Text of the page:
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Sierra Nevada Corporation's privately built Dream Chaser space plane aced a critical test Saturday (Nov. 11) during a successful free-flight over California's Mojave Desert. 

The uncrewed Dream Chaser made a smooth landing at Edwards Air Force Base during the free-flight test at NASA's Armstrong Flight Research Center in Edwards, California, NASA officials said in a statement. Earlier this year, officials at the Armstrong center, where Dream Chaser is being tested, said the space plane would to be dropped from an altitude of 12,500 feet (3,810 meters) by a Columbia 234-UT helicopter for this test. [Sierra Nevada's Dream Chaser Space Plane in Pictures]

"The Dream Chaser had a beautiful flight and landing!" Sierra Nevada representatives announced on Twitter Saturday. The company promised to release more test flight details, images and video on Monday (Nov. 13).

Dream Chaser looks much like a miniature version of a NASA space shuttle. It is about 30 feet long (9 meters) and capable of hauling up to 12,125 lbs. (5,500 kilograms) of cargo to the International Space Station. The spacecraft will launch on Atlas V rockets built by the United Launch Alliance and make runway landings. 

Sierra Nevada Corporation's uncrewed Dream Chaser space plane lands at Edwards Air Force Base in California after a successful free-flight drop test on Nov. 11, 2017.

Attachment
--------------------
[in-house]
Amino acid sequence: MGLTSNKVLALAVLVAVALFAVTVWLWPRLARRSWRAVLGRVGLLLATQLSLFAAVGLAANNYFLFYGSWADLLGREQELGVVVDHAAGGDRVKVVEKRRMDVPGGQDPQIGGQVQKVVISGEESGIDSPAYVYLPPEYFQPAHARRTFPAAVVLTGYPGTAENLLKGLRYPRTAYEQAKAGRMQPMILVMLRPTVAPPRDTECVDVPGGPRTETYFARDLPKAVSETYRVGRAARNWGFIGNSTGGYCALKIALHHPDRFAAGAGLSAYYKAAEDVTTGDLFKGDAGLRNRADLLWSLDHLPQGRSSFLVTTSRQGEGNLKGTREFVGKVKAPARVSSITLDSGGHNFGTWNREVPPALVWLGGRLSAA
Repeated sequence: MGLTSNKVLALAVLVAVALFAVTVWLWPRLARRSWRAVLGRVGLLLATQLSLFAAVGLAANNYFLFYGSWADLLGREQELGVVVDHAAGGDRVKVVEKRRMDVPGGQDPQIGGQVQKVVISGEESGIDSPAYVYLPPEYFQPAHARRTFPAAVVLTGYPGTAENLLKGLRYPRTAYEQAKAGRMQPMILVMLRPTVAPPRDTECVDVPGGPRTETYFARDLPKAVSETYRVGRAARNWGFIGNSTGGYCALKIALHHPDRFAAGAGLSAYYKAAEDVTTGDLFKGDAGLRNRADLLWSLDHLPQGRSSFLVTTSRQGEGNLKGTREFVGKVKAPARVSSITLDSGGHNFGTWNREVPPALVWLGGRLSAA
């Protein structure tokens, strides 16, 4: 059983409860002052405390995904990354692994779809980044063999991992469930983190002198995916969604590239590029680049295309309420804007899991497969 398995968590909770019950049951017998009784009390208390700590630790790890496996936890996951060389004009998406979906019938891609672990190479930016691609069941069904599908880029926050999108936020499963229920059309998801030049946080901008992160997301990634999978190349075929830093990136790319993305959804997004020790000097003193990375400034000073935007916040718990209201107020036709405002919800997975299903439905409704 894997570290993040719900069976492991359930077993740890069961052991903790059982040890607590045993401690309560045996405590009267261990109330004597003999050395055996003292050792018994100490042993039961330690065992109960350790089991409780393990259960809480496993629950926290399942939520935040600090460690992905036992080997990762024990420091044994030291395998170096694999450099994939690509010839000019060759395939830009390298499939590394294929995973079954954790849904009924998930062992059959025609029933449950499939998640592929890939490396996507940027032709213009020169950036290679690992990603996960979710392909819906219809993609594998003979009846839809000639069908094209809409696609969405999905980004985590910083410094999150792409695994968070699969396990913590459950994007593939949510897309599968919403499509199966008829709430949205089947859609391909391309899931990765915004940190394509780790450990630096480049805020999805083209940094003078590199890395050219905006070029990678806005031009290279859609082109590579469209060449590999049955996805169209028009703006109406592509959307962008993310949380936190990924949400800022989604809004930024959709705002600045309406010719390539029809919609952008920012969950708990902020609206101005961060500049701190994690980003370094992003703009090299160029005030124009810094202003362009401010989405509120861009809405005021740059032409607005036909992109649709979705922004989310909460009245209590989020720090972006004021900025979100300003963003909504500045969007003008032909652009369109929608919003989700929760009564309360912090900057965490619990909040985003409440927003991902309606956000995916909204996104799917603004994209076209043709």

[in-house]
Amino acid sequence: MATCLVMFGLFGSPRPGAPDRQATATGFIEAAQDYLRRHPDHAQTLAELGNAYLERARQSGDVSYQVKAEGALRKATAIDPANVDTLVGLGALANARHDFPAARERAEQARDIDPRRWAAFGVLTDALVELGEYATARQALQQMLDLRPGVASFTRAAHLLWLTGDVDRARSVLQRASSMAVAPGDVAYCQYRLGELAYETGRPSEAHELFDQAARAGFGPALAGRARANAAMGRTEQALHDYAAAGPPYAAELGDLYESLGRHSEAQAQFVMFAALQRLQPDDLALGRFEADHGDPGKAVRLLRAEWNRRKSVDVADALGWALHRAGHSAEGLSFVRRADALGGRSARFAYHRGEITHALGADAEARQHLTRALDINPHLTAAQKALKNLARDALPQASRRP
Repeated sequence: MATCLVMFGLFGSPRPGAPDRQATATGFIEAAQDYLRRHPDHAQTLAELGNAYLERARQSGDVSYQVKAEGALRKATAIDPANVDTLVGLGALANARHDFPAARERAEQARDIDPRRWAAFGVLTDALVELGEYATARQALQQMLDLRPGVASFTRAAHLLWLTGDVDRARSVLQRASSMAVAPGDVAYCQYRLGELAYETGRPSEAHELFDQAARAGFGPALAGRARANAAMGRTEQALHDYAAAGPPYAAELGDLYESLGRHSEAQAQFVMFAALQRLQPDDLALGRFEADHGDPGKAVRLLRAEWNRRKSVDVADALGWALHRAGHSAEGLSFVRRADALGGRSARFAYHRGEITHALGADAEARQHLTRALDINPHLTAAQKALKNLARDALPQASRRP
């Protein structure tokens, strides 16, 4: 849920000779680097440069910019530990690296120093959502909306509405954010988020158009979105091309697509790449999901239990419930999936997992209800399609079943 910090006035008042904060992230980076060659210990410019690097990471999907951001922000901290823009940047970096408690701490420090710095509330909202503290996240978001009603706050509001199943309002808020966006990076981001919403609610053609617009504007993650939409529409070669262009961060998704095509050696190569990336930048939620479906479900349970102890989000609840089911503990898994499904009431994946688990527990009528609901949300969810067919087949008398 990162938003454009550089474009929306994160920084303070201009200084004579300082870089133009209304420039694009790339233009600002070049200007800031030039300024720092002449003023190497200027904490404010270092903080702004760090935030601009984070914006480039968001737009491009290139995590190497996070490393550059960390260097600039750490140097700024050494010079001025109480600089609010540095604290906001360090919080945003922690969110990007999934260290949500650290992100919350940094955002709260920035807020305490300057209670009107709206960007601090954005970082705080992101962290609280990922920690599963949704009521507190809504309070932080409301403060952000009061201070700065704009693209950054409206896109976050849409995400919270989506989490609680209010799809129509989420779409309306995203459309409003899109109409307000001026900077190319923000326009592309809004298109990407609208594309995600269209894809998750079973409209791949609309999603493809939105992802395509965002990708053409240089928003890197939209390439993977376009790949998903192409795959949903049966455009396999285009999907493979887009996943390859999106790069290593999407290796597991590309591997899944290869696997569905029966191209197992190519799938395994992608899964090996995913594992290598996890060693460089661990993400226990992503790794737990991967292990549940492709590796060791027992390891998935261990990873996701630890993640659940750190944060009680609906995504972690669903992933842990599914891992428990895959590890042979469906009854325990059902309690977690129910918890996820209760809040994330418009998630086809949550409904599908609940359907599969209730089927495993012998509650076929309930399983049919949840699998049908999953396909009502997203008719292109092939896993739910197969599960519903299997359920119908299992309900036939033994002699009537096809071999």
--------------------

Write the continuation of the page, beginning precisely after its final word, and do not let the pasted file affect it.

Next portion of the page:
Sierra Nevada Corporation's uncrewed Dream Chaser space plane lands at Edwards Air Force Base in California after a successful free-flight drop test on Nov. 11, 2017.
Credit: NASA/Carla Thomas

Sierra Nevada is developing Dream Chaser to deliver supplies to the space station for NASA under the agency's Commercial Resupply Services 2 (CRS-2) program. Under that agreement, Sierra Nevada will fly at least six cargo delivery missions for NASA by 2024, agency officials said in the Nov. 11 statement

Two other companies, SpaceX and Orbital ATK, will use their own spacecraft to fly delivery missions for NASA as part of the CRS-2 program. 

Saturday's free-flight test "verified and validated the performance of the Dream Chaser in the critical final approach and landing phase of flight, meeting expected models for a future return from the International Space Station," Armstrong officials said, adding that more tests will likely follow. "The testing will validate the aerodynamic properties, flight software and control system performance of the Dream Chaser."

The Dream Chaser free flight follows an Aug. 30 captive carry test, which used the Columbia 234-UT helicopter.

Email Tariq Malik at tmalik@space.com or follow him @tariqjmalik and Google+. Follow us @Spacedotcom, Facebook and Google+. Original article on Space.com.